Big data: challenges and controversies
Big data is a good, but it’s not an unadulterated, unquestionable good. It raises issues of whose data gets used, for what, and what say they should have in that process. And it’s come of age at a time when privacy online is an increasing concern, reflected in laws establishing new data rights in the EU and USA and the growth of businesses that build privacy into their model, as well as the end of some of some tools like cookies and scraping that made online data relatively easy to access and use.
Two of the biggest issues facing companies that use or hope to use big data are personal information and targeted advertising.
Personal information means any information that can be used to personally identify you, particularly in a negative or harmful way. Much of the data that makes up big data sets is personal information, acquired in ways users are only dimly aware of if they’re aware of it at all. This can include direct acquisition through cookies, website user recording tools like HotJar and Crazy Egg, onsite behavioral data, instore tracking through beacons, and more. But it can also include data acquired from third parties, from bought lists for sales through to data collected by other institutions. People are often unaware that this data is being shared to the extent that it is, and they’re increasingly concerned that it constitutes a violation of privacy. They’re particularly concerned about this where it’s used to target advertising.
Targeted advertising is a key usage for big data analytics and has been since the inception of the field. It’s also one of the biggest areas of concern for consumers, and public outcry over company data breaches and the use of targeting to spread fake news and inflame political partisanship,’ say HBR’s Leslie K. John, Tami Kim, and Kate Barasz, ‘have, understandably, put consumers on alert.’
‘Now,’ the authors continue, ‘regulators in some countries are starting to mandate that firms disclose how they gather and use consumers’ personal information.’ That includes the EU, whose General Data Protection Act (GDPR) forced a sharp rethink for many marketers, as well as California’s new Consumer Privacy Act (CCPA), which ‘secures new privacy rights for California consumers, including: ... The right to delete personal information collected from them (with some exceptions); The right to opt-out of the sale of their personal information; and the right to non-discrimination for exercising their CCPA rights.’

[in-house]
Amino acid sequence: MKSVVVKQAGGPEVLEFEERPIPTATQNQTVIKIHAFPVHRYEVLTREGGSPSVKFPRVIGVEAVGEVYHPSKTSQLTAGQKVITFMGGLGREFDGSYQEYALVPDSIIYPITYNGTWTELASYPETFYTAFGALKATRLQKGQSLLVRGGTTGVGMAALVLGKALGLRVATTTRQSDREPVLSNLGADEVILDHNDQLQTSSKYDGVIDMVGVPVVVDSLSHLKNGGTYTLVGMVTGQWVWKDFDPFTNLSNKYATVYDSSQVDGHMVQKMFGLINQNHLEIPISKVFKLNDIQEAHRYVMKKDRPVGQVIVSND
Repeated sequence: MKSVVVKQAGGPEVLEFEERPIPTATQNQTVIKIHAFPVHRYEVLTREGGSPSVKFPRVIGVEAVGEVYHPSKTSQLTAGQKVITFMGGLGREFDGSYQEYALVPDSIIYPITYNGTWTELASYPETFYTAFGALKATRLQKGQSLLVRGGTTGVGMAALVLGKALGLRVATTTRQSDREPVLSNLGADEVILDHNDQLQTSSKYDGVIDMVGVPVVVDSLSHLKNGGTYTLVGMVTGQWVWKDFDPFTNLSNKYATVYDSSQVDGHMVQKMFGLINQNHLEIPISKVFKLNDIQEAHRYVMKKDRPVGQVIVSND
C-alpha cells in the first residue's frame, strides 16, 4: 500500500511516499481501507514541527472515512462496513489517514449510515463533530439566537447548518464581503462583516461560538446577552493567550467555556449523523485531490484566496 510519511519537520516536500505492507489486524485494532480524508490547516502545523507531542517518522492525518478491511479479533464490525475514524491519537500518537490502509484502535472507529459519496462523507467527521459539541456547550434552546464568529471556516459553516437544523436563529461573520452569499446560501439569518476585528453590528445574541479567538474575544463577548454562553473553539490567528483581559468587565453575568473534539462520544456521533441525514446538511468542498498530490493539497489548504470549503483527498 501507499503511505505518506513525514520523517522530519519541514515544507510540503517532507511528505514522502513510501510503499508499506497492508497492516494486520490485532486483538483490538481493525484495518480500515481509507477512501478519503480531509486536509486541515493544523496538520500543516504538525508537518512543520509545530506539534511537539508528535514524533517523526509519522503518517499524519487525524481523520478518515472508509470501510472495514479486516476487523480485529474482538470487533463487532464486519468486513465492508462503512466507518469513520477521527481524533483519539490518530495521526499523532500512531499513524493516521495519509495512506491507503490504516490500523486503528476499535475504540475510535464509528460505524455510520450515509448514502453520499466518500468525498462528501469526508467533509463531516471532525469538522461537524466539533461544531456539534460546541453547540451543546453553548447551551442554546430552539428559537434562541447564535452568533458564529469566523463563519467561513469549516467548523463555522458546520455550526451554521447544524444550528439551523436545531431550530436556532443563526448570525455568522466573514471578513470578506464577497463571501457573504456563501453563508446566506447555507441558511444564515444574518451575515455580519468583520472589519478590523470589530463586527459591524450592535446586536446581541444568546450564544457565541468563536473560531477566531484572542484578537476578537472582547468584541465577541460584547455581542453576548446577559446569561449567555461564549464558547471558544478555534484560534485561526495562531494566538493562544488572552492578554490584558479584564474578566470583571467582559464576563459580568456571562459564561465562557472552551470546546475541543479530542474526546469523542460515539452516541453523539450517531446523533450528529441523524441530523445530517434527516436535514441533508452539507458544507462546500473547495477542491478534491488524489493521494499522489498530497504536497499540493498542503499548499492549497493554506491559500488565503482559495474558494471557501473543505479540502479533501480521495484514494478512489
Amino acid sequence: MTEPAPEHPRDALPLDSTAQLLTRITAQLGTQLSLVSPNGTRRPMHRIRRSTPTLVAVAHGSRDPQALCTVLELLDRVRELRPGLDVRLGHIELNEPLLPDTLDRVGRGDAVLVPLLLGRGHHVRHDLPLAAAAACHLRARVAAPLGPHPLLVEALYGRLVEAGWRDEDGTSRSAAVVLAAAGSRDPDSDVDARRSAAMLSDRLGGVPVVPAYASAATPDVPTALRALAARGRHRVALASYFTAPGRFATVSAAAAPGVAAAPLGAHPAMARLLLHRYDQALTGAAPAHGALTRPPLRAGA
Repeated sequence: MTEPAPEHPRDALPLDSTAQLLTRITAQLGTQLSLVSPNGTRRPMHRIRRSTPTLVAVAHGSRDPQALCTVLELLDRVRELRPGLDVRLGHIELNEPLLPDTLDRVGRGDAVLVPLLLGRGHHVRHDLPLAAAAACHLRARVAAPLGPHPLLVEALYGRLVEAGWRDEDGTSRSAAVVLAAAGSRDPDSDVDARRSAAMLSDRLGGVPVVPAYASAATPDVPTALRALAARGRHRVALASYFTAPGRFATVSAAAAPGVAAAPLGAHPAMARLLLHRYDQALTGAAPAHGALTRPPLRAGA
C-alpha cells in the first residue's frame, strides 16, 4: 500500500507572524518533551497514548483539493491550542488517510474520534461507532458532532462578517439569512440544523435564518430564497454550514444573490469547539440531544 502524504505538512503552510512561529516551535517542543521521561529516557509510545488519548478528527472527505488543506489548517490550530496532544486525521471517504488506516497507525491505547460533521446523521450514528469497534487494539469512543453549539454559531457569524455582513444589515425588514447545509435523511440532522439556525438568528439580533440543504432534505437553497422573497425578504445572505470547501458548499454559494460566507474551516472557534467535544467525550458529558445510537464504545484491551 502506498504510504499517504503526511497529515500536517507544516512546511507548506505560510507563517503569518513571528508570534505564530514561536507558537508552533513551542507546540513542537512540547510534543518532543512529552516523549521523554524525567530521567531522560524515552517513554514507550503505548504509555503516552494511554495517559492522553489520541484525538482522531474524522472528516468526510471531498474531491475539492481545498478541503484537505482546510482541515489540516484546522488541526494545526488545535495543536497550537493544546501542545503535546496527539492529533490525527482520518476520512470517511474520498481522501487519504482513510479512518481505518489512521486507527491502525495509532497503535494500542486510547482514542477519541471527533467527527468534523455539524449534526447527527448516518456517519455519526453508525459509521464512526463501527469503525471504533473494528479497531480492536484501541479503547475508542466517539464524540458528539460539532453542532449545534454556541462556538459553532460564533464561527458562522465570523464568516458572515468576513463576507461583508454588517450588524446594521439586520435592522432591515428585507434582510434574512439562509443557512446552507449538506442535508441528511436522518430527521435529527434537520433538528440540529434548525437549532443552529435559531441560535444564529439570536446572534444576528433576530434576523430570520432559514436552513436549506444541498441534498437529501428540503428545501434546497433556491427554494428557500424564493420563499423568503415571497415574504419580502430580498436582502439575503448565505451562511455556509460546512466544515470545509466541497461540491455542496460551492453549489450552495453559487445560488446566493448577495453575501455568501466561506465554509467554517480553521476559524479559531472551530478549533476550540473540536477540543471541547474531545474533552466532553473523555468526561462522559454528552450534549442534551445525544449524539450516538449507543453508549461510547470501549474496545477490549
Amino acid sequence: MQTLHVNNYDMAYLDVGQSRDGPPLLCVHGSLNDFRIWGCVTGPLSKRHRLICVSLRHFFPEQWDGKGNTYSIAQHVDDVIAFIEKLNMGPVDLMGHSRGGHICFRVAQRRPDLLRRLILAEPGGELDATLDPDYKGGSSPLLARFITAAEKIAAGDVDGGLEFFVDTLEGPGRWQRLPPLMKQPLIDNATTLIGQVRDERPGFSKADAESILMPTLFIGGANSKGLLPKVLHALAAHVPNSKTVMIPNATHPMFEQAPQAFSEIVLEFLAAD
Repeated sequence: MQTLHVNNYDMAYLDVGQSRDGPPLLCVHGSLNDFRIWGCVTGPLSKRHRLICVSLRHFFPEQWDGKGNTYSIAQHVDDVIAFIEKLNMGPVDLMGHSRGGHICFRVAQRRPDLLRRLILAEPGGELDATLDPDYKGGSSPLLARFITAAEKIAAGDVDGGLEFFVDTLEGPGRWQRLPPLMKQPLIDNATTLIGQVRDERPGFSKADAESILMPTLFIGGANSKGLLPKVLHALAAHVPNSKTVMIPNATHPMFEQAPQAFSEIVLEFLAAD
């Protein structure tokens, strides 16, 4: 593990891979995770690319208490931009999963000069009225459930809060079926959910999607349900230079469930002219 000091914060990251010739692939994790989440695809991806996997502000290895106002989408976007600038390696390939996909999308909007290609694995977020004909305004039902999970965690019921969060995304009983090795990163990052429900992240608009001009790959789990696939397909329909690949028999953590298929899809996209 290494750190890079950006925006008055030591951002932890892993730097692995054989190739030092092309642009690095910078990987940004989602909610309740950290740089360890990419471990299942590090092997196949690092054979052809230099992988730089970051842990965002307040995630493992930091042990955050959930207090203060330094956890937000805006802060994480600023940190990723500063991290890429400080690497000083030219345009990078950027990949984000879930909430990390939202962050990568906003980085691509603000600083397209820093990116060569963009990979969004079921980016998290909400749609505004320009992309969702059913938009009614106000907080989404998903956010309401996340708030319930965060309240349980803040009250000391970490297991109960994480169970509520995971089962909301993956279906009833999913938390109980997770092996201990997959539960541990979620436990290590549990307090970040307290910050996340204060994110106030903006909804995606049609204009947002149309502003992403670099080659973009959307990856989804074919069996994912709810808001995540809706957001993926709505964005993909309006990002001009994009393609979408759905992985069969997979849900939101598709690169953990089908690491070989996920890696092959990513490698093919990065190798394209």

Much of the impetus for these new privacy regulations comes from consumer and campaigner concerns around cross-device digital tracking, cookies (which Google is phasing out by 2023) and across the web by social networks like Facebook whose main income stream is from ads.
The balance between benefits to users and intrusions on their privacy will be a difficult one to strike, and some of it will happen at the legislative level. However, consumers see the value in targeted ads and indicate a willingness to swap or sell their personal data in exchange for personalized ads or services — they just want to be in charge of the process.
Big data in our day-to-day
Most of us will increasingly encounter both data harvesting and the results of big data analytics in our everyday lives. In fact, several services reliant on big data are already a common part of our expectations. Most mapping services, including Google Maps, rely on big data for their effectiveness. As data lakes from transportation nets, traffic reportage and drivers’ usage data are fed to the algorithms, Google Maps’ advice and directions get more accurate and useful — a recursive big data effect, since we use them more the more useful they get.
Online shopping is another staple of modern life that’s totally reliant on big data. The data lakes behind Amazon’s recommendations engine are huge; postage and delivery are dynamically calculated by comparing locations with previous delivery data.
On a larger scale, the very environments we live in are being transformed by big data. Algorithms powered by enormous unstructured data sets are increasingly used to plan urban construction projects, forecast and manage traffic flows, and design and engineer buildings. Data from how we use these structures and processes is collected and used to optimize further iterations, in a process that’s familiar to the software world even as it becomes normal everywhere.
- Big data increasingly suffuses everyday life and plays a part in almost all design and engineering projects. We’re using it every time we buy online or plan a journey, and we’re contributing data to it every time we catch a train or drive through a city
- The industrial uses of big data underlie advances in efficiency, productivity and accuracy across multiple industrial sectors and eventually will permit the linkage of smart production, smart procurement and smart supply chains
- These are the early days of big data usage. As connectivity and machine learning improve and methods of obtaining data sets for big data analytics acquire clear legitimacy, we can expect to see this technology transform our experience of cities, transportation — and software